1. Pretending to be from a public institution offering financial support in aid of Identity Theft
In these campaigns, we see fake banking and government sites asking the target to submit their national ID or Social Security number with other contact information in order to send your “stimulus check” or some other tempting goal. Here’s an example of a one such campaign — note the use of letter replacements:
“Your government C0v1d st1mu1us cash is ready. P1ease v1s1t <url> to reg1ster.”
2. Pretending to be a bank requiring additional information in aid of Identity Theft
These campaigns are similar to those above. A bank is asking the target to go to a specific page and submit additional contact details or reply to the text with this information. Typically this message includes some urgency, like a government-sponsored COVID-19 measure requiring your bank to perform this action. Here’s an example of a one such campaign (redacted information in brackets):
“InfoAlert This is for <PHONE_NUMBER> Covid-19 pandemic is spreading, we have blocked your account for safety. Please sign here to resume: <url>”
3. Offers of personal loans due to Covid related financial pressures in aid of direct and indirect money theft
These campaigns include messages of low or no interest loans in light of Covid-19 measures. In some cases, criminals ask for your credit card information in order to deposit funds directly into your account when in fact the exact opposite will happen almost immediately. Here’s an example of a one such campaign:
“Hey <name>, feeling the covid crunch? You’re eligible to request up to $1000 , get started now -> <url>. Rply stop to stop”
The criminals that hooked your information may not be the same actors that will then exploit your information, rather, your information will be bundled with millions of other victims in a database to be sold to the highest bidder. It may take weeks or even months for your information to be exploited, so if you even suspect that you’ve been hooked by a phishing campaign, it is best to take action immediately and protect your accounts, place locks on your credit, and report the event to authorities in your country. For those of you in the United States, our FBI set up a portal for citizens to learn about spoofing and phishing as well as a means to report crimes.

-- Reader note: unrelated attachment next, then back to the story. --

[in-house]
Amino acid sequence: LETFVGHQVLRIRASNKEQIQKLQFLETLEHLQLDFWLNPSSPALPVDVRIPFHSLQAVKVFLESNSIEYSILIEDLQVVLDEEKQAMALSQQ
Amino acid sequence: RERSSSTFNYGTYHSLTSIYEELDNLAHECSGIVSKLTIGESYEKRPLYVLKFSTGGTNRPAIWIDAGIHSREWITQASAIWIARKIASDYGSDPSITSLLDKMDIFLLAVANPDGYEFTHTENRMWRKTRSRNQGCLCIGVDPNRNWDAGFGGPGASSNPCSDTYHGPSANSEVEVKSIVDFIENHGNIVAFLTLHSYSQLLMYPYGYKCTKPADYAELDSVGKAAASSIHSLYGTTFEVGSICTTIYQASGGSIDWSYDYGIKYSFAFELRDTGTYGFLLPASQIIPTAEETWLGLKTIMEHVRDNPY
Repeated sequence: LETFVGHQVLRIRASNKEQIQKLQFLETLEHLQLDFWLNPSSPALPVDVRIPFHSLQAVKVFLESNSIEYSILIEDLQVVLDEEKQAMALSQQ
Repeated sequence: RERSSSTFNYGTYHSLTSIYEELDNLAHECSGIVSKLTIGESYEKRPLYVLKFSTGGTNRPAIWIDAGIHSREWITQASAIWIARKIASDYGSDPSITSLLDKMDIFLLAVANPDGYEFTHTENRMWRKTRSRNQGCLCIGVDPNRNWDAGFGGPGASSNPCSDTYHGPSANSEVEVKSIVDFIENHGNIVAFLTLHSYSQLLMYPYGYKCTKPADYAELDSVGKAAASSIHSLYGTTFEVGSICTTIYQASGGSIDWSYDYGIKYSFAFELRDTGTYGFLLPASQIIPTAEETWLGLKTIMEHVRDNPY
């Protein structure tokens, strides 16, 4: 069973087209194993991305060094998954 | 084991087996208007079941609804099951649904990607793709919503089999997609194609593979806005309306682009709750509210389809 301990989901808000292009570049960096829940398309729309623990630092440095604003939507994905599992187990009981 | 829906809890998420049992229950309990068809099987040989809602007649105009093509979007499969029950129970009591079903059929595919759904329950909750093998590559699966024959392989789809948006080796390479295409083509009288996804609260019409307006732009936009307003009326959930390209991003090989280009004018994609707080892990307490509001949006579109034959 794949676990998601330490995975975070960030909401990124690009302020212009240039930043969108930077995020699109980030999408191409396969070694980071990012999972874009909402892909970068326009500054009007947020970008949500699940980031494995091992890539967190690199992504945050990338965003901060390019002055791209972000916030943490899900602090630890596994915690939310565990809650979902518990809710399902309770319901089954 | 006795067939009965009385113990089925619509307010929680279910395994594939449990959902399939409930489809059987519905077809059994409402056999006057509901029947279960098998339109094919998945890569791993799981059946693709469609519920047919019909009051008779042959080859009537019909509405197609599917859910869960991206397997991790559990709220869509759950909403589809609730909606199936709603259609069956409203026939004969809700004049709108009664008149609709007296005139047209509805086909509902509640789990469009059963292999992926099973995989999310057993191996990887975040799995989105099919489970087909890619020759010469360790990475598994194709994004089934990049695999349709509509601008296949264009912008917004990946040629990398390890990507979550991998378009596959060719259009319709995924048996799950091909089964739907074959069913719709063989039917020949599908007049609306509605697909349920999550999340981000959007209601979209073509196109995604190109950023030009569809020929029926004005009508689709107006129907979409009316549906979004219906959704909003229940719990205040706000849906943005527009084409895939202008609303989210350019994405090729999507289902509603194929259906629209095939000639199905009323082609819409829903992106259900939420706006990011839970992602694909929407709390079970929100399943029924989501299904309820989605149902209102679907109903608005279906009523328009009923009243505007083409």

What can you do to protect yourself?
Maintain a “defensive posture”. Remain skeptical. Spread the word to your friends, family and colleagues. The government would not ask you to pay fees and charges in advance in order to receive relief money. It is highly improbable that your account will be blocked due to a pandemic and if it were to be blocked, do you really think that information would be relayed to you via an informal text? Lastly, take a closer look at the url you are viewing — criminals are cleverly creating domains that look like government sites. They are now creating SSL certificates to make them appear even more legitimate.
Please let us know if you have, or have heard about, an issue sending or receiving a legitimate message during this and the next crises that affect our society. Protecting our vital messaging pipeline is our core business and we will continue to invent and evolve our defensive and offensive postures. Visit us at https://www.kontxt.com.
Join me for part 2, coming soon, where we delve into mobile message fraud from a legal perspective, including the CAN-SPAM act of 2003, current legislation under review, and how forensic techniques need to improve.